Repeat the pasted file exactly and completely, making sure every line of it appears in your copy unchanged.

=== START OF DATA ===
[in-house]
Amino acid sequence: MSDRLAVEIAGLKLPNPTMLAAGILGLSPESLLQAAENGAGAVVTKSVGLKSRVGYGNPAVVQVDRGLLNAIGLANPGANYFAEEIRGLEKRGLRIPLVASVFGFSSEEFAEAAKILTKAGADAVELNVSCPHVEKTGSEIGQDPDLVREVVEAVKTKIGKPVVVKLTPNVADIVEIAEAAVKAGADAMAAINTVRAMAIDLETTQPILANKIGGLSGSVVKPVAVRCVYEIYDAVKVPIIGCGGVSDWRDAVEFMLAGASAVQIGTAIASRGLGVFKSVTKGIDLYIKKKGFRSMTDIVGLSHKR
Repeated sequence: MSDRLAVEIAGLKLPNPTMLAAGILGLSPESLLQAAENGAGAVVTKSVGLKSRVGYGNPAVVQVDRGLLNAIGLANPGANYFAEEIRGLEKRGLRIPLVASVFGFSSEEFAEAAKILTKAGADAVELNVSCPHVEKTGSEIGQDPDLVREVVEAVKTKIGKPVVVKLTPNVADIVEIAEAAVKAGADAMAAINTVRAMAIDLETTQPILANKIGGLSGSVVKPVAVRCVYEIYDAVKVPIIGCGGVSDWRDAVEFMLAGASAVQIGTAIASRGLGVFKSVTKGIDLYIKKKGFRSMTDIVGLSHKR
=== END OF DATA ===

[in-house]
Amino acid sequence: MSDRLAVEIAGLKLPNPTMLAAGILGLSPESLLQAAENGAGAVVTKSVGLKSRVGYGNPAVVQVDRGLLNAIGLANPGANYFAEEIRGLEKRGLRIPLVASVFGFSSEEFAEAAKILTKAGADAVELNVSCPHVEKTGSEIGQDPDLVREVVEAVKTKIGKPVVVKLTPNVADIVEIAEAAVKAGADAMAAINTVRAMAIDLETTQPILANKIGGLSGSVVKPVAVRCVYEIYDAVKVPIIGCGGVSDWRDAVEFMLAGASAVQIGTAIASRGLGVFKSVTKGIDLYIKKKGFRSMTDIVGLSHKR
Repeated sequence: MSDRLAVEIAGLKLPNPTMLAAGILGLSPESLLQAAENGAGAVVTKSVGLKSRVGYGNPAVVQVDRGLLNAIGLANPGANYFAEEIRGLEKRGLRIPLVASVFGFSSEEFAEAAKILTKAGADAVELNVSCPHVEKTGSEIGQDPDLVREVVEAVKTKIGKPVVVKLTPNVADIVEIAEAAVKAGADAMAAINTVRAMAIDLETTQPILANKIGGLSGSVVKPVAVRCVYEIYDAVKVPIIGCGGVSDWRDAVEFMLAGASAVQIGTAIASRGLGVFKSVTKGIDLYIKKKGFRSMTDIVGLSHKR